Here are our top five articles of the past week.

1) Clicks is selling pregnancy tests that give false positives – with tap water

In testing by Business Insider South Africa, the Clicks digital pregnancy test consistently gave the result "Pregnant" when exposed to ordinary tap water. We were first alerted to the malfunctioning tests by a woman who shared her emotional devastation at learning she was not, in fact, pregnant, and also provided a photo of her test reading positive.

2) Black Friday to be 'bigger than ever' in South Africa, retailers promise

Black Friday is a popular US shopping day where retailers offer massive discounts. It used to mark the start of the Christmas shopping season, after the US Thanksgiving holiday. The phenomenon has recently gained momentum in South Africa, with several stores reporting stampedes as shoppers fight each other for marked-down products.

3) Tito Mboweni’s recent adventures in business – from failing to get loans to eating 'grass' at Discovery

Over the past nine years, new finance minister Tito Mboweni has been involved in various SA business ventures, boots and all. His own entrepreneurship, though, has been stymied by a lack of funding – which has apparently helped shape his view of banking in SA.

4) This is what Fikile Mbalula's R3,000 vitamin drip is supposed to do - but scientists urge caution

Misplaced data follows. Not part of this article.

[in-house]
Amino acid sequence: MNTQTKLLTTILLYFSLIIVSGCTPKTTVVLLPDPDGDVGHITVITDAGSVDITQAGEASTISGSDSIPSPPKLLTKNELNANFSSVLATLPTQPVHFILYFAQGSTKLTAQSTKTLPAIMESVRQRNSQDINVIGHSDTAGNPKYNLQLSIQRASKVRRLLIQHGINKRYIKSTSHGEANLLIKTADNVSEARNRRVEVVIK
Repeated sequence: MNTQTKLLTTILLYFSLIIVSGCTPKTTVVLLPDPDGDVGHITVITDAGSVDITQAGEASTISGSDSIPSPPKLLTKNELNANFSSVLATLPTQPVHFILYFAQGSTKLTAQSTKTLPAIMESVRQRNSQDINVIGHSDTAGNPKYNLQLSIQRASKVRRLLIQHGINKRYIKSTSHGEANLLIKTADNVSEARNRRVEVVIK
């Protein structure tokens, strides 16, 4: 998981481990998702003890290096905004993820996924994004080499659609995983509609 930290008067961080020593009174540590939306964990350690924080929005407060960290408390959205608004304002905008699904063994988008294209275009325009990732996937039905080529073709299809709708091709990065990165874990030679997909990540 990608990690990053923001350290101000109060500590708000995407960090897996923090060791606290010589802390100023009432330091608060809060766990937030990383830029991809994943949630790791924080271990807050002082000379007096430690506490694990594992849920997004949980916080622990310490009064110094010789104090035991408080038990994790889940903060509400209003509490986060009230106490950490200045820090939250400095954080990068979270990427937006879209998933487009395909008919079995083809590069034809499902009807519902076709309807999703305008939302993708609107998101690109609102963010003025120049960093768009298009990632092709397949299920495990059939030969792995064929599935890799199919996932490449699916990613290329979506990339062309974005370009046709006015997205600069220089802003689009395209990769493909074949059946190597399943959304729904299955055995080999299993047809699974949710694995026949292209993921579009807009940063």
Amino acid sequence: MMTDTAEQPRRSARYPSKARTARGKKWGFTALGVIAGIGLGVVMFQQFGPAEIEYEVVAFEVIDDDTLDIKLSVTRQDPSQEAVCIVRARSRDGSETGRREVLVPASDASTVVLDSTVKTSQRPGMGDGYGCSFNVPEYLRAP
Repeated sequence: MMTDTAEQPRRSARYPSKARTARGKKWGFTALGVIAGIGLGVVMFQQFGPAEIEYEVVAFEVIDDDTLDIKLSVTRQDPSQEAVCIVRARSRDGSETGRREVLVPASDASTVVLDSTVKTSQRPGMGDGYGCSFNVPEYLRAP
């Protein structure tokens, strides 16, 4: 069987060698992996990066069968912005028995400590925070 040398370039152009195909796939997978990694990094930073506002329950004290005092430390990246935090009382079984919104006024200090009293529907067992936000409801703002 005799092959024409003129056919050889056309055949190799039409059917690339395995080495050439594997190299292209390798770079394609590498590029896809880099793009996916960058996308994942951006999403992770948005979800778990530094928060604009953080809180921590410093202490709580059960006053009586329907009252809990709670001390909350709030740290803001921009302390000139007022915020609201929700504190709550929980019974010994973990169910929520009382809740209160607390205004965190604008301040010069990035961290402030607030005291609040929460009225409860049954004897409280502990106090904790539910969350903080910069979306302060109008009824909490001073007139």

A vitamin intravenous (IV) drip worth R2,999 was administered to former police minister and ANC head of elections Fikile Mbalula on Thursday afternoon. The Royal Flush treatment from REVIV Southern Africa promises to boost a patient’s immune system, relieve pain and increase energy. But there may be no proof that the drips are beneficial if you don't have a medical deficiency.

5) South African passports are down – again – in global rankings, no thanks to China and India

The South African passport dropped another two rungs in an update to the authoritative Henley Passport Index published on Tuesday, continuing a long slide in the global rankings since 2008. The ranking, by global citizenship advisory group Henley & Partners, measures the power of passports by the number of countries the holder can access either visa-free, or with a visa obtainable on arrival.